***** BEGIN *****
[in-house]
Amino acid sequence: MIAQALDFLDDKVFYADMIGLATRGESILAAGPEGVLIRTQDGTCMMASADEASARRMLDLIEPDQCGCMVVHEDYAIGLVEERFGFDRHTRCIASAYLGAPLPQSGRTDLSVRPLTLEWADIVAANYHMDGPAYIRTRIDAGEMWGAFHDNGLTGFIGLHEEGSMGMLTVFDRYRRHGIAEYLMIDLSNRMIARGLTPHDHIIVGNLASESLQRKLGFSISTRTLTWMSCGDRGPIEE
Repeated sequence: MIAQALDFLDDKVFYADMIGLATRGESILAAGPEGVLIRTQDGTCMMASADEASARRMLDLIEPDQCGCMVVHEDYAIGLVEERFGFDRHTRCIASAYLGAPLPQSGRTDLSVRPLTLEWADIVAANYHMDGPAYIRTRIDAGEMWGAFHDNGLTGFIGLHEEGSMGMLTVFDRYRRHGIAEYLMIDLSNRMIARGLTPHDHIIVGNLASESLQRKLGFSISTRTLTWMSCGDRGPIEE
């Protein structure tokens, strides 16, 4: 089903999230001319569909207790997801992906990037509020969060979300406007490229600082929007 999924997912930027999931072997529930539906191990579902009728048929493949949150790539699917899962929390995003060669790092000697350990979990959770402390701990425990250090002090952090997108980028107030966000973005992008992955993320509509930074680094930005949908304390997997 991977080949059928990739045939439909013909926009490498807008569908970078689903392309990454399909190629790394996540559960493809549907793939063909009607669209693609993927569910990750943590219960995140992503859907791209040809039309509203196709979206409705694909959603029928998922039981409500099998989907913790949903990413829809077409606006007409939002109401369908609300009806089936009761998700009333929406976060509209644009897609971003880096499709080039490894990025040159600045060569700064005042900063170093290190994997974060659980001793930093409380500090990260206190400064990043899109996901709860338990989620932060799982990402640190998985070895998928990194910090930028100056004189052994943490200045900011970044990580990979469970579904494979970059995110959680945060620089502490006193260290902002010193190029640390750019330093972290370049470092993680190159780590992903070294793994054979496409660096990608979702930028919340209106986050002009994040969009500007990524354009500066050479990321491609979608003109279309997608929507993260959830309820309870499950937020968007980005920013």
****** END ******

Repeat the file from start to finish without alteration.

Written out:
[in-house]
Amino acid sequence: MIAQALDFLDDKVFYADMIGLATRGESILAAGPEGVLIRTQDGTCMMASADEASARRMLDLIEPDQCGCMVVHEDYAIGLVEERFGFDRHTRCIASAYLGAPLPQSGRTDLSVRPLTLEWADIVAANYHMDGPAYIRTRIDAGEMWGAFHDNGLTGFIGLHEEGSMGMLTVFDRYRRHGIAEYLMIDLSNRMIARGLTPHDHIIVGNLASESLQRKLGFSISTRTLTWMSCGDRGPIEE
Repeated sequence: MIAQALDFLDDKVFYADMIGLATRGESILAAGPEGVLIRTQDGTCMMASADEASARRMLDLIEPDQCGCMVVHEDYAIGLVEERFGFDRHTRCIASAYLGAPLPQSGRTDLSVRPLTLEWADIVAANYHMDGPAYIRTRIDAGEMWGAFHDNGLTGFIGLHEEGSMGMLTVFDRYRRHGIAEYLMIDLSNRMIARGLTPHDHIIVGNLASESLQRKLGFSISTRTLTWMSCGDRGPIEE
């Protein structure tokens, strides 16, 4: 089903999230001319569909207790997801992906990037509020969060979300406007490229600082929007 999924997912930027999931072997529930539906191990579902009728048929493949949150790539699917899962929390995003060669790092000697350990979990959770402390701990425990250090002090952090997108980028107030966000973005992008992955993320509509930074680094930005949908304390997997 991977080949059928990739045939439909013909926009490498807008569908970078689903392309990454399909190629790394996540559960493809549907793939063909009607669209693609993927569910990750943590219960995140992503859907791209040809039309509203196709979206409705694909959603029928998922039981409500099998989907913790949903990413829809077409606006007409939002109401369908609300009806089936009761998700009333929406976060509209644009897609971003880096499709080039490894990025040159600045060569700064005042900063170093290190994997974060659980001793930093409380500090990260206190400064990043899109996901709860338990989620932060799982990402640190998985070895998928990194910090930028100056004189052994943490200045900011970044990580990979469970579904494979970059995110959680945060620089502490006193260290902002010193190029640390750019330093972290370049470092993680190159780590992903070294793994054979496409660096990608979702930028919340209106986050002009994040969009500007990524354009500066050479990321491609979608003109279309997608929507993260959830309820309870499950937020968007980005920013």